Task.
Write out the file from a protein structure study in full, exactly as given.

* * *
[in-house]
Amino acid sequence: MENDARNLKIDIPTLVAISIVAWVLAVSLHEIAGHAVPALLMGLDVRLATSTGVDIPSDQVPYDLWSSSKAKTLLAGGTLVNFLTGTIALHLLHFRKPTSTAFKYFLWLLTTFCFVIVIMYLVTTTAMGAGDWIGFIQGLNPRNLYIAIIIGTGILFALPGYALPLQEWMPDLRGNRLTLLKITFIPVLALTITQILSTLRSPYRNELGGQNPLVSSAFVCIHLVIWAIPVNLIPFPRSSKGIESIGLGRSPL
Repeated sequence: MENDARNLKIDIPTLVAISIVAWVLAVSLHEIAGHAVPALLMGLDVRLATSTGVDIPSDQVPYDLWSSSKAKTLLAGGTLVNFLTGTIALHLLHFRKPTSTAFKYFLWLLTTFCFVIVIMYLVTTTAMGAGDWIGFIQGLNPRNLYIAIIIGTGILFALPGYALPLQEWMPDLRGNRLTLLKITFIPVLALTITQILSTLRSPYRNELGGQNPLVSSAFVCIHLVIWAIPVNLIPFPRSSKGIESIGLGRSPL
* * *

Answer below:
[in-house]
Amino acid sequence: MENDARNLKIDIPTLVAISIVAWVLAVSLHEIAGHAVPALLMGLDVRLATSTGVDIPSDQVPYDLWSSSKAKTLLAGGTLVNFLTGTIALHLLHFRKPTSTAFKYFLWLLTTFCFVIVIMYLVTTTAMGAGDWIGFIQGLNPRNLYIAIIIGTGILFALPGYALPLQEWMPDLRGNRLTLLKITFIPVLALTITQILSTLRSPYRNELGGQNPLVSSAFVCIHLVIWAIPVNLIPFPRSSKGIESIGLGRSPL
Repeated sequence: MENDARNLKIDIPTLVAISIVAWVLAVSLHEIAGHAVPALLMGLDVRLATSTGVDIPSDQVPYDLWSSSKAKTLLAGGTLVNFLTGTIALHLLHFRKPTSTAFKYFLWLLTTFCFVIVIMYLVTTTAMGAGDWIGFIQGLNPRNLYIAIIIGTGILFALPGYALPLQEWMPDLRGNRLTLLKITFIPVLALTITQILSTLRSPYRNELGGQNPLVSSAFVCIHLVIWAIPVNLIPFPRSSKGIESIGLGRSPL